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David Heyes studied double bass with Laurence Gray and Bronwen Naish and later at the Royal College of Music in London. He completed his post-graduate studies in Prague with the renowned soloist and teacher, Frantisek Posta (Principal Double Bass, Czech Philharmonic Orchestra). David is in great demand and his engagements as a soloist, teacher and ambassador for the double bass have taken him to 12 countries over the past few years. He has been a juror at a number of international competitions and was Chairman of the Jury for the 2008 Brno International Double Bass Competition, held at the Janacek Academy of Music & Drama (Czech Republic).
David was appointed as Specialist Double Bass Tutor at Wells Cathedral School, a position he has held for 14 years, and for a year was Contemporary Performer-in-Residence at the Royal Northern College of Music in Manchester. He is a founder member of Ensemble Bassissimo, Basso Bravura! (with soprano Sarah Poole) and Duo Concertante (with solo violinist Catherine Lord), is Director of The Vienna Collection, London Chamber Soloists and Bass-Fest, and in recent years has premiered nine contemporary concertos for double bass.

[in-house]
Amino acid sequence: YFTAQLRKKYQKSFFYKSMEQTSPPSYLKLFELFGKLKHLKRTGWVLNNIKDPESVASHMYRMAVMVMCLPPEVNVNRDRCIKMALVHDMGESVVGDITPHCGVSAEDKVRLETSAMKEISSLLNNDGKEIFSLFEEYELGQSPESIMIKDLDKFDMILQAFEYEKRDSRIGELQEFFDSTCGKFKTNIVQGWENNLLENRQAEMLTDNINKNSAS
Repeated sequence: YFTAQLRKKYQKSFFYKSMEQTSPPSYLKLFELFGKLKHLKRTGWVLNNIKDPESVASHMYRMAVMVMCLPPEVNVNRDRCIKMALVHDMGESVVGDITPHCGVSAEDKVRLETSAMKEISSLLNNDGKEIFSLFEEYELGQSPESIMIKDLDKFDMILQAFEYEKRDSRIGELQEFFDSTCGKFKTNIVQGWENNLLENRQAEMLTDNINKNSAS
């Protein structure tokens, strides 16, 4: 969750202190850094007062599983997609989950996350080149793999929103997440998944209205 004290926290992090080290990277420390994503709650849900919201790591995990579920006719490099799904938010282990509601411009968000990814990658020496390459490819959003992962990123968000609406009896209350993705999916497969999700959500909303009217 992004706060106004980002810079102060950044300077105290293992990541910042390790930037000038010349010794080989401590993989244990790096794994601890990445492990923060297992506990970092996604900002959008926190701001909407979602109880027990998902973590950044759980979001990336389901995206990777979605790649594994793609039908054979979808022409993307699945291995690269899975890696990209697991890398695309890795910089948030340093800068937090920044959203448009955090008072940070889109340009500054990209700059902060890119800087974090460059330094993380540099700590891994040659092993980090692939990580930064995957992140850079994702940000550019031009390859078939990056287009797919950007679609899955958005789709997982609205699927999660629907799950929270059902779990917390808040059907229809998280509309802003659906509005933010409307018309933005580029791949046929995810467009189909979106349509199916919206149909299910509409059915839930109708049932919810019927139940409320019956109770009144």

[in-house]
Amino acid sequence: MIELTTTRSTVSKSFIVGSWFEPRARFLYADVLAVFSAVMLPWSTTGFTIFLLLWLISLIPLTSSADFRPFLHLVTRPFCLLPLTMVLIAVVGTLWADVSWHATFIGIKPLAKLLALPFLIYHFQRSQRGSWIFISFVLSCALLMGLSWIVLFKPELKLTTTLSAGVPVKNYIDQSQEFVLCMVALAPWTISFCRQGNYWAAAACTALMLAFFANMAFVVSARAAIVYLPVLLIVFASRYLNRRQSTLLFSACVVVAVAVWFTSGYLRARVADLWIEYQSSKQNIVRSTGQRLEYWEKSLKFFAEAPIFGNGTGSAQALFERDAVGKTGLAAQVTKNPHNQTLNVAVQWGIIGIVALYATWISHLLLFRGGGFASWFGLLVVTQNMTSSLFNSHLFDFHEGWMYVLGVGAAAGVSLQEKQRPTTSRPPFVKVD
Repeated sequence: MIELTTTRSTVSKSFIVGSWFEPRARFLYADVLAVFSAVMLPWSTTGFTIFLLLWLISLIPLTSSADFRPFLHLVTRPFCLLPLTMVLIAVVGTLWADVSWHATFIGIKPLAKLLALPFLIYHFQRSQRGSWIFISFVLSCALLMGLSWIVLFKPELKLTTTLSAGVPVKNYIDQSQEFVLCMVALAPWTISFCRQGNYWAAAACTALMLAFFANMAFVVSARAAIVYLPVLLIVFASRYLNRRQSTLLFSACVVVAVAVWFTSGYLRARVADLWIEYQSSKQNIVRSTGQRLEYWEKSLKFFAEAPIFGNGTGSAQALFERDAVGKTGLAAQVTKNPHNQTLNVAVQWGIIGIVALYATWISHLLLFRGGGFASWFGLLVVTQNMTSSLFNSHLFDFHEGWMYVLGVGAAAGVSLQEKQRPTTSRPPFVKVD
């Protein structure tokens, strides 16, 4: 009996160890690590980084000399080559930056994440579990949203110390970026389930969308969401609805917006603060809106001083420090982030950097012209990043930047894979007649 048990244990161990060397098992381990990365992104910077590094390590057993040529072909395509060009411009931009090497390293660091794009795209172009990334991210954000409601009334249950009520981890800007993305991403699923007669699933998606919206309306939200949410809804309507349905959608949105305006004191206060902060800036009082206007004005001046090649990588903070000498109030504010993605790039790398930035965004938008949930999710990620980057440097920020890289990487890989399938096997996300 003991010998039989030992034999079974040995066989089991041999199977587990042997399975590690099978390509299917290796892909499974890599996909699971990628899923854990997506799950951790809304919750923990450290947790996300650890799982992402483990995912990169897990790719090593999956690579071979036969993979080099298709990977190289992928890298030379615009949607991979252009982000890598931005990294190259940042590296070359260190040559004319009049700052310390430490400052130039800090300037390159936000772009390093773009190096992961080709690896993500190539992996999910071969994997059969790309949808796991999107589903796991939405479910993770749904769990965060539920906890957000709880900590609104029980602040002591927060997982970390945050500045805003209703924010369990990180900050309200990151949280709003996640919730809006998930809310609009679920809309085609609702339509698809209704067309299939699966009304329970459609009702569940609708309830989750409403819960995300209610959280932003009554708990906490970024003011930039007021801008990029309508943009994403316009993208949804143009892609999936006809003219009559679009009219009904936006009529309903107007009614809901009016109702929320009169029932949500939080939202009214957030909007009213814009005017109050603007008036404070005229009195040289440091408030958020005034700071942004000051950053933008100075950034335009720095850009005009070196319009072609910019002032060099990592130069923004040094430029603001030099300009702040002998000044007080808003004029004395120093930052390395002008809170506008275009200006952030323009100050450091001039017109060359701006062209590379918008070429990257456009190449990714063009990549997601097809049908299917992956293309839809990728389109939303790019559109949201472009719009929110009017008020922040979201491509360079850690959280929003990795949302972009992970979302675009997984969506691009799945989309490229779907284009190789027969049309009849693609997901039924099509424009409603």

David's collaborative work gained him a prestigious award from the David Walter Charitable Trust of New York for his pioneering activities as a soloist, teacher, publisher and commissioner of new music for double bass. He works with composers throughout the world and is particularly interested to expand the double bass repertoire, by commissioning new works and by rediscovering forgotten ones, and since 1990 almost 500 works have been written for him.
In 1986 David founded the publishing company Recital Music and in 1994 The British & International Bass Forum (BIBF). He is an acknowledged authority on the history of the double bass having written articles and reviews for the leading specialist magazines including The Strad, Bass News, Music Teacher, Double Bassist, ESTA News & Views and Classical Music.
David has given recitals, masterclasses and workshops throughout Britain and abroad including UK (Trinity College of Music, Royal Northern College of Music, Royal Academy of Music, Royal Welsh College of Music), USA (University of Montana, University of North Texas), China (Central Conservatory, Beijing), Norway (Norwegian Academy of Music), Netherlands (Rotterdam Conservatoire), Spain (Palma Conservatoire, Inca School of Music), Portugal (Escola Superior de Musica, Porto) and Denmark (Carl Nielsen Academy).